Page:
Home Others Abstinence-only education is a failure

Abstinence-only education is a failure

Child and youth health, health policy, maternal and reproductive health22. August 2017Two new publications highlight the scientific and ethical shortcomings of the abstinence-only-until-marriage approach.

Two scientific reviews find that abstinence-to-marriage programs and guidelines are ineffective in the United States because they do not delay sexual initiation or reduce risky sexual behaviors. According to the researchers, these programs also violate youth human rights, withhold medically correct information, stigmatize or exclude many youth, reinforce harmful gender stereotypes, and undermine public health programs. Both papers are published online in the Journal of Youth Health.
The weight of the scientific evidence shows that these programs do not help young people delay the onset of sexual intercourse, says co-author John Santelli, professor of population and family health at the Mailman School.While abstinence is theoretically effective, in practice the intentions to abstain from sexual activity often fail.These programs simply do not prepare young people to avoid unwanted pregnancies or sexually transmitted diseases.

To examine current US policy on abstinence-to-marriage programs, investigators drew on multiple sources, including academic research, reviews, and information from human rights organizations. They report that aThe rapidly increasing age at first marriage has resulted in a drop in the number of young people who do not have sex before marriage. In the United States, the difference between the ages of first sex and first marriage is now 8.7 years for young women and 11.7 years for young men.

Approaches of abstinence only until marriage have thrown back efforts in sex education, family planning and HIV prevention. Between 2002 and 2014, the proportion of schools in the United States that had to learn about human sexuality from students decreased from 67 to 48 percent and the requirements for HIV prevention decreased from 64 percent to 41 percent. In 1995, 81 percent of adolescent men and 87 percent of adolescent women reported having received formal training on contraceptive methods; In 2011-2013 only 55 percent of young men and 60 percent of young women said the same thing.

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In contrast, comprehensive sex education programs have positive effects on adolescent behavior, including sexual initiation, number of sexual partners, frequency of sexual activity, condom and contraceptive use, frequency of unprotected sexual activity, STIs, and pregnancy.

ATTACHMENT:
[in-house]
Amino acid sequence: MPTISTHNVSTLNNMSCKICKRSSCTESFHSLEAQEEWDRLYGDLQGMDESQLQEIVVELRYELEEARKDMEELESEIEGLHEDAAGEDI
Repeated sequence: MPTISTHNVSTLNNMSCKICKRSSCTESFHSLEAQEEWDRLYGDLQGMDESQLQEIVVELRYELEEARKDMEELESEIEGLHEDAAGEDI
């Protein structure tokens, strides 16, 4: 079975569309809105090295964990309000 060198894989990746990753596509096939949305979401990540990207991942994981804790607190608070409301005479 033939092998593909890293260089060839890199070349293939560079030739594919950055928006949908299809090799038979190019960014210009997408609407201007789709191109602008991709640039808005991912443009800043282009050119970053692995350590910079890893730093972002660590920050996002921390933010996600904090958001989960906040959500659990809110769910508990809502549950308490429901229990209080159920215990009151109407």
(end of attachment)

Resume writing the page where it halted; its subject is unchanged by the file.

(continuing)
Young people have a right to sex education, which will give them the information and skills they need to stay safe and healthy, says Leslie Kantor, assistant professor of population and family health at the Mailman School of Public Health and vice president of education at the Planned Parenthood Federation of America. Withholding important health information from young people is a violation of their rights. Abstinence-to-marriage-only programs leave all young people unprepared and are particularly harmful to young people who are sexually active, LGBTQ or have experienced sexual abuse.

WhileAbstinence-only programs are largely opposed by health professionals caring for young people, including the Society for Adolescent Health and Medicine,Congress spent over $ 2 billion on domestic abstinence programs between 1982 and 2017; The current funding is $ 85 million per year. Under current guidelines, states cannot use funds to educate adolescents about contraceptive use or discuss contraceptive methods except to highlight failure rates.

Promoting the sexual and reproductive health of adolescents should be based on science, public health principles and human rights, says Santelli. Abstinence-only until marriage as the basis of health policies and programs should be abandoned.
Co-authors representing the Planned Parenthood Federation of America; Gillings School of Global Public Health, University of North Carolina; Guttmacher Institute; University of Massachusetts Amherst; National Children's Medical Center, George Washington University Medical Center; University of York, North Yorkshire, England; Altarum Institute, Rockville, Maryland; and Indiana University. The authors do not report any conflicts of interest.

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